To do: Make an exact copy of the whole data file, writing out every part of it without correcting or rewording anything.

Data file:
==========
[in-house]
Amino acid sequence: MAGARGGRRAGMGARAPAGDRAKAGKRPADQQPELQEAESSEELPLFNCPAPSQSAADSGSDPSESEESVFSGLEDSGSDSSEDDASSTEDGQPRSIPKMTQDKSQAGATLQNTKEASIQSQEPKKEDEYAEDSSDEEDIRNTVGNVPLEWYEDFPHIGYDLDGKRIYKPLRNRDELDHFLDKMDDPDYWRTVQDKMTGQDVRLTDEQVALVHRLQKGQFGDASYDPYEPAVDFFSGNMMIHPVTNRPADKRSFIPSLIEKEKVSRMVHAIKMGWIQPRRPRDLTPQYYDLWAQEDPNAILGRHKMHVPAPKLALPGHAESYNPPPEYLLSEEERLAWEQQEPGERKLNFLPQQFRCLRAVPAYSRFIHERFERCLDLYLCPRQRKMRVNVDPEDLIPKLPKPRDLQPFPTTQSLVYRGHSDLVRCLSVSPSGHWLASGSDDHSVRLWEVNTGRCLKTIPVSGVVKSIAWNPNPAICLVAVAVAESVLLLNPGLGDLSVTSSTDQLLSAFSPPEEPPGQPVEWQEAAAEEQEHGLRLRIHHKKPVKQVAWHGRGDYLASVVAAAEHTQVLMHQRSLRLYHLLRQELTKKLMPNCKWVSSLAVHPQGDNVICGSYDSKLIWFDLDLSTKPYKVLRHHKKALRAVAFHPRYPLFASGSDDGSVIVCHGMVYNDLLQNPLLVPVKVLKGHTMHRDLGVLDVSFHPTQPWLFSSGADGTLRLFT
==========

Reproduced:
[in-house]
Amino acid sequence: MAGARGGRRAGMGARAPAGDRAKAGKRPADQQPELQEAESSEELPLFNCPAPSQSAADSGSDPSESEESVFSGLEDSGSDSSEDDASSTEDGQPRSIPKMTQDKSQAGATLQNTKEASIQSQEPKKEDEYAEDSSDEEDIRNTVGNVPLEWYEDFPHIGYDLDGKRIYKPLRNRDELDHFLDKMDDPDYWRTVQDKMTGQDVRLTDEQVALVHRLQKGQFGDASYDPYEPAVDFFSGNMMIHPVTNRPADKRSFIPSLIEKEKVSRMVHAIKMGWIQPRRPRDLTPQYYDLWAQEDPNAILGRHKMHVPAPKLALPGHAESYNPPPEYLLSEEERLAWEQQEPGERKLNFLPQQFRCLRAVPAYSRFIHERFERCLDLYLCPRQRKMRVNVDPEDLIPKLPKPRDLQPFPTTQSLVYRGHSDLVRCLSVSPSGHWLASGSDDHSVRLWEVNTGRCLKTIPVSGVVKSIAWNPNPAICLVAVAVAESVLLLNPGLGDLSVTSSTDQLLSAFSPPEEPPGQPVEWQEAAAEEQEHGLRLRIHHKKPVKQVAWHGRGDYLASVVAAAEHTQVLMHQRSLRLYHLLRQELTKKLMPNCKWVSSLAVHPQGDNVICGSYDSKLIWFDLDLSTKPYKVLRHHKKALRAVAFHPRYPLFASGSDDGSVIVCHGMVYNDLLQNPLLVPVKVLKGHTMHRDLGVLDVSFHPTQPWLFSSGADGTLRLFT